Tuesday, February 3, 2015, 10:21 AM ET|Posted by Will Richmond
Super Bowl XLIX will go into the books as one of the most exciting ever, full of unexpected twists and turns, right up until the last few seconds of the game. Importantly, the Super Bowl experience continues to change, with streaming, extended online ad viewing and social sharing. Below I've rounded up the most relevant data I could find about these trends. If I've missed anything, please let me know.
TV and streaming viewership
The Super Bowl itself was the most-watched TV program in history, with 114.4 million viewers, up 2.2 million vs. last year's game, with peak viewership of 120.8 million during Tom Brady's 4th quarter touchdown drive.
NBC said that its Live Extra desktop/tablet app peaked at 1.3 million concurrent viewers (up from 1.1 million last year, though still just 1.1% of peak TV viewing), had an average of 800K viewers (up 52% from 528K last year) and generated a total of 213 million minutes of viewing. I tuned into the live stream several times and thought the video quality was superb, though the lag time vs. TV of 30-60 seconds was problematic given real-time Twitter updates I was also following.
Ads - Likelihood to purchase
Advertising is ultimately about generating sales, and the stakes to do so are even higher when spending $4.5 million for a spot. Extreme Reach's study of 45,886 viewers using Internet-connected devices found that the Furious 7 ad drove the highest percentage increase in likelihood to purchase (26.18%), followed by Chevrolet (23.92%) and Squarespace (18.045).
The average increase was just 6.5%. Amazingly, 11 advertisers actually experienced a decrease in likelihood to purchase, led by BMW, Mercedes and Heroes Change.
Ads - YouTube viewership
YouTube viewership once again multiplied the reach of Super Bowl ads, with Pixability reporting that as of Monday at 10am, all of the ads had aggregated 133 million YouTube views, with teasers gaining another 51 million viewers. Bud's "Lost Dog" (posted 5 days before the game) led all ads with 21 million views on YouTube, followed by Bud's "Real Life PacMan" (14.1 million). Clash of the Clans' ad with Liam Neeson led with post-game 8.3 million post-game views (it also had the most comments, nearly 8,000).
Pixability found that emotional ads averaged 4.5 million YouTube views, followed by humor (2.7 million) and inspirational (1.1 million). The most successful celebrity endorsers were Kim Kardashian (13 million views), Katie Couric and Bryant Gumbel (12.5 million) and Liam Neeson. Pete Rose (35K) and the retired football players in Wix's ad (55K) were the least successful.
Ads - Facebook viewership
This was the first year where viewing ads on Facebook became material. According to iSpot.tv, Bud's "Lost Dog," so far has approximately 50 million online views, with around 60% of which have been on Facebook. However, among most-viewed ads, there isn't a clear trend toward Facebook viewing. For example, T-Mobile's "Kim's Data Stash" ad, with the second-most views (17.8 million) has just around 22% on Facebook, while Bud's "Real Life PacMan," in third place with 16.3 million views, has around 21% on Facebook.
Given Facebook's big video push, it wouldn't surprise me to see advertisers ramping up promotion on Facebook next year, and share of views growing across the board.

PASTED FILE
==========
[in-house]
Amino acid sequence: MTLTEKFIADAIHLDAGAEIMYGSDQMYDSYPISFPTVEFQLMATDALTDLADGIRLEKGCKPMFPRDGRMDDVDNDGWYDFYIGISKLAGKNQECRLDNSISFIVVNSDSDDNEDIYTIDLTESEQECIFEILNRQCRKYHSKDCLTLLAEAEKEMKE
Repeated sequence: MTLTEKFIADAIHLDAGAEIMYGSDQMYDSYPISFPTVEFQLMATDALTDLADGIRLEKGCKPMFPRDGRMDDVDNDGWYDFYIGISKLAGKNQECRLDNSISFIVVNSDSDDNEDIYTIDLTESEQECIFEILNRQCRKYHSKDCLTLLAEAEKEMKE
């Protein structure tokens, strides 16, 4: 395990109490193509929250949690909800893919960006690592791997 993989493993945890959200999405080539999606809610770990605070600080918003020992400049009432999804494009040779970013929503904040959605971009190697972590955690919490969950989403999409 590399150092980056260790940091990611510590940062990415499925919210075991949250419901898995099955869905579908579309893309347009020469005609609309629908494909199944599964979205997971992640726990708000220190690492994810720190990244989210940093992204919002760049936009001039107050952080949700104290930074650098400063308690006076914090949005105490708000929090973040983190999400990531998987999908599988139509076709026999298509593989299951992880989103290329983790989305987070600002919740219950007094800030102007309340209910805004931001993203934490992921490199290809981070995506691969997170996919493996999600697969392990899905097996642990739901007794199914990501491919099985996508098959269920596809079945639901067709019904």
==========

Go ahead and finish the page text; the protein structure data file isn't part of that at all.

Social - Facebook usage
Facebook said more than 65 million users shared 265 million posts, comments and likes. That was up from 50 million users during last year's game. Usage peaked just after the game ended, with 1.36 million people per minute engaged, followed by Katy Perry's halftime show (1 million PPM) and the Seahawks' 3rd quarter touchdown pass (710K PPM).
Social - Twitter usage
Twitter said that it had over 28.4 million tweets during the game and halftime show, surpassing last year's 24.9 million tweets. Peak tweeting moments occurred after Malcolm Butler's game-ending interception (395K tweets per minute), end of the game (379K TPM) and end of Katy Perry's halftime show (284K TPM).
Ads - Popularity
According to voting at Hulu's Toyota AdZone, the most popular Super Bowl ad was Bud's "Lost Dog," followed by Snickers "The Brady Bunch," Clash of the Clans "Revenge" and Fiat's "Pill" (which was also voted the funniest).
Ads - Failure to bridge TV ads to online/mobile
Despite the big outlays on Super Bowl TV ads, advertisers dropped the ball in bridging to online and mobile channels, according to wywy, a cross-screen advertising company. Of the 56 different Super Bowl ads, just 45% referenced the advertised product on their home page and 38% referenced it on their mobile sites. However, 48% of the ads had appropriate hashtags to encourage social activity.
Viewing - Mobile video usage by geography fluctuated based on scoring
Tremor Video found higher mobile video usage by geography depending on who was scoring. When the Patriots scored, mobile video consumption was down 10.2% in the Northeast (and up 22.7% in the West). Conversely, when the Seahawks were scoring, consumption was down 38.7% in the West (and up 23.1% in the Northeast). Mobile video consumption during the ads was just 2% higher during the ads than during the game.
Video Research Around the Web
- As streaming surges globally, Roku is falling behind abroad Protocol
- World-Wide Streaming Subscriptions Pass One Billion During Pandemic WSJ
- Cable Now Controls Nearly 70% of U.S. Fixed Broadband After Biggest Year Since 2008 Next TV
- Cord Cutting’s Worst Year Ever: Analyst B&C
- Disney Plus Will Surpass Netflix in Customers by 2026, Research Company Says Next TV
- Tubi Says Streaming Rose 58% In 2020, With Half Of Viewers Younger Than 35 Deadline
- U.S. SVOD Revenue Spiked 39% in Q3 to $5.5 Billion Next TV
- What Are Consumers Willing To Pay For Ad-Free TV Content? Mediapost